Jack McKeown, who has served as president and CEO since the Perseus Book Group was founded in the mid-1990s, has been named vice-chairman of the company and has been replaced by David Steinberger, formerly president, corporate strategy and international, at HarperCollins.
McKeown will not be involved in the day-to-day operations of the publisher, and will consult only on possible corporate acquisitions. He is also expected to be looking at nonbook acquisitions for Frank Pearl's Perseus Capital; Pearl is the founder of Perseus Books. Steinberger, who was instrumental in Harper's international and electronic operations and also helped complete the purchases of Morrow and Ecco, will report directly to the Perseus board. In conjunction with the move, Joe Mangan has been hired as COO.
Sources say the decision to make the change happened relatively quickly. Last week, Steinberger was in Washington, D.C., where Pearl's Perseus Capital is based, to meet heads of houses. He's also expected to make trips to Philadelphia and Boston to meet with other publishers in the coming week. (As for the job he's leaving, Harper CEO Jane Friedman said Steinberger's rather eclectic position "had been fashioned for him" and Friedman said she will take some time to consider how he might be replaced.)
Pearl did not offer much in the way of explanation for the change in leadership; instead, he thanked McKeown for "the important contributions made to the Perseus Books Group." McKeown has been instrumental in making a number of acquisitions to form the core Perseus Books Group. For example, two years ago, he veered into different territory and bought Running Press.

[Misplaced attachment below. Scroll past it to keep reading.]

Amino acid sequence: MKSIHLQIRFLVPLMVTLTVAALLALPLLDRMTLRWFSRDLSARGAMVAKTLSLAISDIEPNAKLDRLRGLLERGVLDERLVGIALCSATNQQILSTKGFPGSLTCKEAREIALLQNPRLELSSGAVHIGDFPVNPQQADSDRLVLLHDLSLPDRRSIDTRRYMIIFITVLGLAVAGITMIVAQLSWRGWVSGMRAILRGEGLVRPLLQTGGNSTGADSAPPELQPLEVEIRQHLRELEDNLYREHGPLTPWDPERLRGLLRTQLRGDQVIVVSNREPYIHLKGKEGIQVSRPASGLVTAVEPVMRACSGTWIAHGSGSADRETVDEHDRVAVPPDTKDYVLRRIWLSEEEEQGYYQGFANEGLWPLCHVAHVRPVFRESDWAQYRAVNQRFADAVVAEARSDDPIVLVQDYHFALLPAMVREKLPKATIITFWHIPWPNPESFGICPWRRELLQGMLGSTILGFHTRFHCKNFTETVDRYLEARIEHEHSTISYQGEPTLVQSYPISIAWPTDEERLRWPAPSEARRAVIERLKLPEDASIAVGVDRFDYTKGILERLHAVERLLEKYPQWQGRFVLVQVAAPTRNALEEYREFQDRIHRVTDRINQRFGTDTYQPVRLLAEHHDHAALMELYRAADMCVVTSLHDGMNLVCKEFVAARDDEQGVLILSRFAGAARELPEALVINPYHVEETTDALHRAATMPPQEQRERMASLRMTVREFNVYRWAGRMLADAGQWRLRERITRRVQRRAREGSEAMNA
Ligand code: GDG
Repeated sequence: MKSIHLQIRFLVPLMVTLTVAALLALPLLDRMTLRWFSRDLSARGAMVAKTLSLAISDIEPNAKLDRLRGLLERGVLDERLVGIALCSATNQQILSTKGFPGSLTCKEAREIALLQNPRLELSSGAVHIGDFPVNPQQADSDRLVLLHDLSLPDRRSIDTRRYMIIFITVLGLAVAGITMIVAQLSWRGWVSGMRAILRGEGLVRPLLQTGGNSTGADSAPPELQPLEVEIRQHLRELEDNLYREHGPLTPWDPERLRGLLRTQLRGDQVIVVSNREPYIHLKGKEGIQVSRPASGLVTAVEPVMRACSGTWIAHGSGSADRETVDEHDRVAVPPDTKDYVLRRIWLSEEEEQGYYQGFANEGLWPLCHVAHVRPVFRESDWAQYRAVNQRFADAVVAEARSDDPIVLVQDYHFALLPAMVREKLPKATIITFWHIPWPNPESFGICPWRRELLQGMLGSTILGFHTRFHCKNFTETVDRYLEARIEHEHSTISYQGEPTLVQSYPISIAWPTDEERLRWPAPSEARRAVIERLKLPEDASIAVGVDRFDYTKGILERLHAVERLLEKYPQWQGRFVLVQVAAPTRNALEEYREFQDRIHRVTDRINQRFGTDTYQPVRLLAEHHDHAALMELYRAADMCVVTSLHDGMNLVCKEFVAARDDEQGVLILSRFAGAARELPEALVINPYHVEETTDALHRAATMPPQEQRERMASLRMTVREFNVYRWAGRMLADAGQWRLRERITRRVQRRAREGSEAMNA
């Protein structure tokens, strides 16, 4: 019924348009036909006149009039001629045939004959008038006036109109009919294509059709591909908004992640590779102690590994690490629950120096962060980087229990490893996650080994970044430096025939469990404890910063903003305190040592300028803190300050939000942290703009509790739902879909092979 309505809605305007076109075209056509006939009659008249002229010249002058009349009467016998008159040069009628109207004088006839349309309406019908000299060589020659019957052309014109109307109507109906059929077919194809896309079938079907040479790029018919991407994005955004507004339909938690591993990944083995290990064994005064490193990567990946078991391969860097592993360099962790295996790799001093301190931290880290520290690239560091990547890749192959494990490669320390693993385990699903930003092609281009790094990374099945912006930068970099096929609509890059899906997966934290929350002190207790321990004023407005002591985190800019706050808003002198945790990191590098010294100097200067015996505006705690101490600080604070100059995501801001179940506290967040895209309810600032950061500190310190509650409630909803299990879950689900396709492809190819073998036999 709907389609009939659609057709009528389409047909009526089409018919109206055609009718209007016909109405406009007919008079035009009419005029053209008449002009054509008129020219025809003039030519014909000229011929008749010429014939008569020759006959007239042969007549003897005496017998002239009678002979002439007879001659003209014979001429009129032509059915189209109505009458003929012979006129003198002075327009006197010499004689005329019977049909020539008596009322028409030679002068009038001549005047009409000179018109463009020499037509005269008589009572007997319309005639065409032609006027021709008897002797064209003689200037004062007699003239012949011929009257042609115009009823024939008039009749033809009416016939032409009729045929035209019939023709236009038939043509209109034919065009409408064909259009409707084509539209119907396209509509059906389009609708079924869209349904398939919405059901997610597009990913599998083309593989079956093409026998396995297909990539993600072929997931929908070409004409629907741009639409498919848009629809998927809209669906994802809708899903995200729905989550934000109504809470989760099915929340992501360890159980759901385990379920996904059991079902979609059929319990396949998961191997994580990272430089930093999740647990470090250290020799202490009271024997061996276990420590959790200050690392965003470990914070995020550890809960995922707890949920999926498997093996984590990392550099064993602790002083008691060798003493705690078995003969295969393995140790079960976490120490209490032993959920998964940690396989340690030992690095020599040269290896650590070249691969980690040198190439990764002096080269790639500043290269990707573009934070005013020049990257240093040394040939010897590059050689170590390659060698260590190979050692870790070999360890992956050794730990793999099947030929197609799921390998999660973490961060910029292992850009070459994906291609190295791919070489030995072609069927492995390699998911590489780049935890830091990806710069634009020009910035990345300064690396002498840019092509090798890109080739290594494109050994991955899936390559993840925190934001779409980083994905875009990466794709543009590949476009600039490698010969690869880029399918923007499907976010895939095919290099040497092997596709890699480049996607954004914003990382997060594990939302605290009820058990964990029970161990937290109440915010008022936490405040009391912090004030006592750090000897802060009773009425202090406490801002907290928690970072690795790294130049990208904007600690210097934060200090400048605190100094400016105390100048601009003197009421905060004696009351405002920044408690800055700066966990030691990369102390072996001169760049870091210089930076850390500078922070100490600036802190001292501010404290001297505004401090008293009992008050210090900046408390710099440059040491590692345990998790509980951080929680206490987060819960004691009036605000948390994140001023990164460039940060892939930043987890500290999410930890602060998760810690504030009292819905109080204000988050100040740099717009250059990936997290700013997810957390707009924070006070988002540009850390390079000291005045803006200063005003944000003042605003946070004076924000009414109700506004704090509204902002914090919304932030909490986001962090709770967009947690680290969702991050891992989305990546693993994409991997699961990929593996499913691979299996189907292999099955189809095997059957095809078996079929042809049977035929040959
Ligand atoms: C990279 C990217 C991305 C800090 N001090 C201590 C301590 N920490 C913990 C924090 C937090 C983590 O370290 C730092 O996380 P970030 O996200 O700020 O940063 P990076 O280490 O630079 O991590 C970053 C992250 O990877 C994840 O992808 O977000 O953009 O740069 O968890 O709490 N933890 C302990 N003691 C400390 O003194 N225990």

Over the last two years, McKeown has been involved in consolidation—he folded together a number of the publishing divisions, including Counterpoint and the Perseus Books imprint in Massachusetts. More recently, he spearheaded a failed bid to buy the AOLTW Book Group. McKeown also created a separate sales force to lessen Perseus's reliance on Harper's sales reps; the company did continue a distribution agreement with Harper.
The Perseus Books Group, which is estimated to do about $100 million in annual sales, has, by most accounts, had a modestly successful year; it turned out several hits—Public Affairs' Wesley Clark and Andy Rooney books; Basic's What Liberal Media?; and Da Capo's Metrosexual Guide to Style.
Steinberger, who is credited with helping to increase profitability at Harper, is known both for aggressive expansion and increased efficiency. With little overlap between imprints and no surplus of staff, Perseus may not have a lot of room for streamlining. Steinberger, sounding measured but collegial in an interview, hinted that more internal investment may be a priority. "The people in this organization are working very hard and doing very well, but they're undersupported. They don't have all the technology they need, and don't have all the resources they need. There's an opportunity to be more effective and more efficient if we support people better," he said, citing Web marketing as one possible area for growth. Steinberger also said that, in addition to running the company, he, like McKeown, will be looking to make strategic acquisitions, including in international and children's publishing, areas where Perseus has little presence.
Steinberger played down his connection with Perseus when he was with Harper. "As important as the distribution relationship is, that's all it is," he said. He added that he will begin his job by asking questions like, "Are we set up in exactly the right way to really take advantage of what we have?" He said his goals will be similar to those of his job at Harper in "nurturing the creative energy of all the individual publishing programs, but also taking advantage of the shared services."
In an eerie coincidence, this marks the second time Steinberger is replacing McKeown; he took over for him as president of Harper adult almost seven years ago to the day.